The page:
After teaching at university for several years I came to the conclusion that cramming people full of information (even interesting or relevant information) is rarely transformative – but experience can be. 

    So I love your idea of going slower and deeper, of engaging both left and right sides of the brain (integrating experience with concepts).  Also using multiple modalities (visual, kinesthetic, auditory), bringing in multiple ways of engaging (community etc.)  I also use art, ritual, sacred processes, writing exercises to get people into their truth, hearts, what’s real for them. 

    One of the shifts from university teaching to coaching and facilitating for me was a recognition that there’s wisdom in the room, in each participant and that it’s my job not so much to inform or tell (although I do share my expertise) but to hold space for the beauty, wisdom, direction that’s already there – whether it’s in an individual or a lecture theatre.  As a result, I’ve become more minimalist as a teacher.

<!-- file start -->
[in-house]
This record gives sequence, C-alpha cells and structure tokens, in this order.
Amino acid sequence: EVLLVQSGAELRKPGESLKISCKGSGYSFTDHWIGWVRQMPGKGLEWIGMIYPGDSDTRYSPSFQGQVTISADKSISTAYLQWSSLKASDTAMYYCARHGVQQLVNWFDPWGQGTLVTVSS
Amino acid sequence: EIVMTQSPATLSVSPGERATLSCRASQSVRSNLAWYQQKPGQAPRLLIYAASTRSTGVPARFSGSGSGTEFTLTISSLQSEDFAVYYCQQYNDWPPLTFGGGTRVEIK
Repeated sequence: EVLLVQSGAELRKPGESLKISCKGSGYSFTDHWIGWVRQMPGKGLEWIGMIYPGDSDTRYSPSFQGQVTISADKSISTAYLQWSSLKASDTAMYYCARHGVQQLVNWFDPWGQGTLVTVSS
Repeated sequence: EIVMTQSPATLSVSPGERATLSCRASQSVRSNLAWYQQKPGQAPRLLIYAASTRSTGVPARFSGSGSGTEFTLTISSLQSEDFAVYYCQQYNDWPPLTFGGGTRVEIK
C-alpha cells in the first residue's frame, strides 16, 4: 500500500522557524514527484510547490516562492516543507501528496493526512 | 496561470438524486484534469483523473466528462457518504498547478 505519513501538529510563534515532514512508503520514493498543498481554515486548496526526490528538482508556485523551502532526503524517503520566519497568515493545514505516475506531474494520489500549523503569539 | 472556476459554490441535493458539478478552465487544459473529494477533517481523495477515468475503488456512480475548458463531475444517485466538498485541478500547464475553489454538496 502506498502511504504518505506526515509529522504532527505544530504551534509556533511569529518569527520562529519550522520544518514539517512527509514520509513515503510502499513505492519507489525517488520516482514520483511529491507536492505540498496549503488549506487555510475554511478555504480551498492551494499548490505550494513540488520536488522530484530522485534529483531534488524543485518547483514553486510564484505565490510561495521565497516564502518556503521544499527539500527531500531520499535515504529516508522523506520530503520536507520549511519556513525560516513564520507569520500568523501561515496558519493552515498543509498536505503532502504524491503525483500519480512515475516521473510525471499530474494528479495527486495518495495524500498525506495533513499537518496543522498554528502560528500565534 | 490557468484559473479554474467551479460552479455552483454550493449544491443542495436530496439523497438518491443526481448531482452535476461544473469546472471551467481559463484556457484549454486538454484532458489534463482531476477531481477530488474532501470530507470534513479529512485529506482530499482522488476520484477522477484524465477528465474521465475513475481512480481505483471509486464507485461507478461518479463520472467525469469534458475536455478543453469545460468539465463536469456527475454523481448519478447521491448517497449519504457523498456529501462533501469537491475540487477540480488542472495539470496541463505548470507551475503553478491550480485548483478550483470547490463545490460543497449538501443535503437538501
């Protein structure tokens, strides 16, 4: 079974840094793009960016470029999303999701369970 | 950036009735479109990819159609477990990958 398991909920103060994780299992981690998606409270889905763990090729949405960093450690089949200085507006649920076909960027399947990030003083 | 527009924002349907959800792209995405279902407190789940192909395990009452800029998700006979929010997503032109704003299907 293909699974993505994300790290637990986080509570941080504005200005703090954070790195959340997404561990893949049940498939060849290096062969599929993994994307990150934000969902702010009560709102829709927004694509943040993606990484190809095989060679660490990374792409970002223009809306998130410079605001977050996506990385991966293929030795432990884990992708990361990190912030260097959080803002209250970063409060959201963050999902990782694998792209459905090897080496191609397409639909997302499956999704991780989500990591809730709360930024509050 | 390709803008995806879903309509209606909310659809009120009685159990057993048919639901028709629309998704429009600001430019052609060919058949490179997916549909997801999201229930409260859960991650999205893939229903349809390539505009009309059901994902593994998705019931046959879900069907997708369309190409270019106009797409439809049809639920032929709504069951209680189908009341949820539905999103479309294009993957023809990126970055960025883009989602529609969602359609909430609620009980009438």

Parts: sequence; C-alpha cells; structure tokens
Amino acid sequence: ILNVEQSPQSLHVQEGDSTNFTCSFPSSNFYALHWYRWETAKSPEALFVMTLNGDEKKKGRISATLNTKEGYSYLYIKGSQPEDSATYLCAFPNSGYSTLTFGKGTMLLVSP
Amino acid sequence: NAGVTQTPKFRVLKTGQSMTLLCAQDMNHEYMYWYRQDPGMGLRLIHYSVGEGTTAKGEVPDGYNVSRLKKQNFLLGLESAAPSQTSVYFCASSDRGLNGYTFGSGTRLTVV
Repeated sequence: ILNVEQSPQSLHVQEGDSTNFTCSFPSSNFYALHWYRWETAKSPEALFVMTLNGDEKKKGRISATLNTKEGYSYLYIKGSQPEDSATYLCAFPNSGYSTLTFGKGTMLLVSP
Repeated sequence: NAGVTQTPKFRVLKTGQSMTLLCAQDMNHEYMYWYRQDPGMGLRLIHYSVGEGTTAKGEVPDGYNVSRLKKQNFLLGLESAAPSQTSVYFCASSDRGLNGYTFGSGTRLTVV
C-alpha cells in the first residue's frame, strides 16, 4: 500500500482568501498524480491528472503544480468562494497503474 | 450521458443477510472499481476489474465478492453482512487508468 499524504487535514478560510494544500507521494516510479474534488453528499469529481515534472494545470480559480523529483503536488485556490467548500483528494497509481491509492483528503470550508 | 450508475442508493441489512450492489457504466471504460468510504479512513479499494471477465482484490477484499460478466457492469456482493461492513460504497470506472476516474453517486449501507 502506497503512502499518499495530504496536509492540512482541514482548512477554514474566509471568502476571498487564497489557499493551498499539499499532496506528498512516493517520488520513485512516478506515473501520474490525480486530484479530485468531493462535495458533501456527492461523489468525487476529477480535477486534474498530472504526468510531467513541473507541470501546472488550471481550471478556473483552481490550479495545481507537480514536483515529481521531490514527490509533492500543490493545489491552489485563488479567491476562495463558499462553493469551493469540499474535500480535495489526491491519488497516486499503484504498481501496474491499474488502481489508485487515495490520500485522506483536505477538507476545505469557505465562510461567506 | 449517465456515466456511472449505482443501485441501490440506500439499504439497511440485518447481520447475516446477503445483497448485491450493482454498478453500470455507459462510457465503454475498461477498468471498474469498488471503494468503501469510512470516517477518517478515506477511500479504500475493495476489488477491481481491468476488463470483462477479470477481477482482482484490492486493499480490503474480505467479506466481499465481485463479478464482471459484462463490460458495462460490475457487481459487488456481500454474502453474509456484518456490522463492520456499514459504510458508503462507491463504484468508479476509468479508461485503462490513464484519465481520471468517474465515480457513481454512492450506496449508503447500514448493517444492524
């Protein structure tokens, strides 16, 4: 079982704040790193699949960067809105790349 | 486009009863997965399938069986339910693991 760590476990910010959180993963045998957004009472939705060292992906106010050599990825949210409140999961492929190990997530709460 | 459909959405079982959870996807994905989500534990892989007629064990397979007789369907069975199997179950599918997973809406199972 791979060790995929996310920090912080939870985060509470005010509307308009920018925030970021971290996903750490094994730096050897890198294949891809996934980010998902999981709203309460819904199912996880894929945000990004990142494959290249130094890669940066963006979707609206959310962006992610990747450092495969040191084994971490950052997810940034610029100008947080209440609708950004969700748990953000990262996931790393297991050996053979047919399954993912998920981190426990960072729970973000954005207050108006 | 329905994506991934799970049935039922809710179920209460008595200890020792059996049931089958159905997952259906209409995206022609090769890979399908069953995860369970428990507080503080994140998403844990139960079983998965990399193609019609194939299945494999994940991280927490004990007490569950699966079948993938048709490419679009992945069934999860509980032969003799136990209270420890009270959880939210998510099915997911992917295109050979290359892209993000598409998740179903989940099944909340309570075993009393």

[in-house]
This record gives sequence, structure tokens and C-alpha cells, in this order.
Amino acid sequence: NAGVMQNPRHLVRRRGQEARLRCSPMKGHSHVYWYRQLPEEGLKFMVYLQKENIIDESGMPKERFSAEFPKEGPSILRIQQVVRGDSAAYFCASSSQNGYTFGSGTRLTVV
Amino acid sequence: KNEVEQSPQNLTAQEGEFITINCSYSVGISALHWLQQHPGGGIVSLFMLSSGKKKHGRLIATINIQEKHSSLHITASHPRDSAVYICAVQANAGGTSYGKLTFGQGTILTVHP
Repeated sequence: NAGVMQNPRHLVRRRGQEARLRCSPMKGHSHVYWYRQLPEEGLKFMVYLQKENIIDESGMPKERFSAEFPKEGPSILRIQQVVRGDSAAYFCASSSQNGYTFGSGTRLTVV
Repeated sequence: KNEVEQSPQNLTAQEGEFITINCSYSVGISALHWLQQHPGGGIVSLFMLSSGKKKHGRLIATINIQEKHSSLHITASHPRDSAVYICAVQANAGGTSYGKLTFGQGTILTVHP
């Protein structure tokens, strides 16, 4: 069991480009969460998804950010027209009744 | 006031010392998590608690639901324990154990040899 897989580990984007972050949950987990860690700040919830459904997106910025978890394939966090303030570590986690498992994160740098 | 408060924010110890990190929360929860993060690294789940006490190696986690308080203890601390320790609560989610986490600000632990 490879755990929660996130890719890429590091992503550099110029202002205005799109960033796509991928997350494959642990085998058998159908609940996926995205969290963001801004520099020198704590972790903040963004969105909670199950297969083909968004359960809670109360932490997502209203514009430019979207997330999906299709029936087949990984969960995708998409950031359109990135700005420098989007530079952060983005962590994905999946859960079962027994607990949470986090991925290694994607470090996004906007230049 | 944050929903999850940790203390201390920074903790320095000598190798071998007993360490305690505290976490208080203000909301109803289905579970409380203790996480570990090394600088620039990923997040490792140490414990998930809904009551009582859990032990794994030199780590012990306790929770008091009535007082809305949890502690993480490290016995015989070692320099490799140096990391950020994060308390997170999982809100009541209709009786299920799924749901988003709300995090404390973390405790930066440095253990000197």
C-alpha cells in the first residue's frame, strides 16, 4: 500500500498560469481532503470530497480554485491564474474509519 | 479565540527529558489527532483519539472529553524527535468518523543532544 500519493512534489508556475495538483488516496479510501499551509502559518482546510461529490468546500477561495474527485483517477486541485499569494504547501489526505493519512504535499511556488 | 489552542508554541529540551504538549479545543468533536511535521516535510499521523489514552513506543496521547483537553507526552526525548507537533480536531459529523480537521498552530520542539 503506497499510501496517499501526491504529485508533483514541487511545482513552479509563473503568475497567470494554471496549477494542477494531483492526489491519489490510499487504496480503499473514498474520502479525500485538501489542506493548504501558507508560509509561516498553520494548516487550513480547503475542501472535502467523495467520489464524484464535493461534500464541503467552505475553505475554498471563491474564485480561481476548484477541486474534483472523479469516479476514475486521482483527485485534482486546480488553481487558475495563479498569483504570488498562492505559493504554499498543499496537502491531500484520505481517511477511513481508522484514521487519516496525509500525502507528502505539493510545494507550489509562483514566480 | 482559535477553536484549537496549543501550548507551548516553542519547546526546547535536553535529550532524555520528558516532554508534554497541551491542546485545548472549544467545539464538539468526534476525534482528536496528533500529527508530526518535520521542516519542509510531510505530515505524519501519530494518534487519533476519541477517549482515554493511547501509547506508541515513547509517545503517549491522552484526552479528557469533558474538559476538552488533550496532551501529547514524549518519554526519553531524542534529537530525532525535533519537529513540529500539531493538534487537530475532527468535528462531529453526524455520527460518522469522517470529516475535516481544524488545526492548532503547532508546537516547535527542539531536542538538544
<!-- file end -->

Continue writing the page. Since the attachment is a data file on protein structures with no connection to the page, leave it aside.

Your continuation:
I’m with you in the idea that relationship is what matters – seeing someone’s vision, believing in it even when they lose the faith, helping them shift out of the blindspot potholes we all fall into – just because we love them and have been there too.  In the end, I don’t think it’s information that matters so much as our love. 

    AND we teach by who we are being.  As I move from teaching to facilitation to ‘being’ as my way of impacting, this constantly humbles me and sets me against my own values, edges and blindspots – and constantly guides me in my quest to learn what it really means to teach by example. 

    Having said all this, I do think there’s a place for info products. We need systems and tools to give form to our dreams, visions and purposes. Good info products can help do that.  But no product can create or guarantee implementation, experience, reflection and ultimately breakthroughs – that’s the realm of commitment, readiness, courage, action… and maybe even a real, live person holding your hand and dream while you do it. 

  • alexis. such a joy to have your comments here. i’m in the process of creating a homestudy course for my ‘Marketing 101 for Holistic Practitioners’ event as well. and this summer will be creating a tonne of info products.

    i love all the things you’re offering people. it’s beautiful. it all sounds so incredibly valuable to them.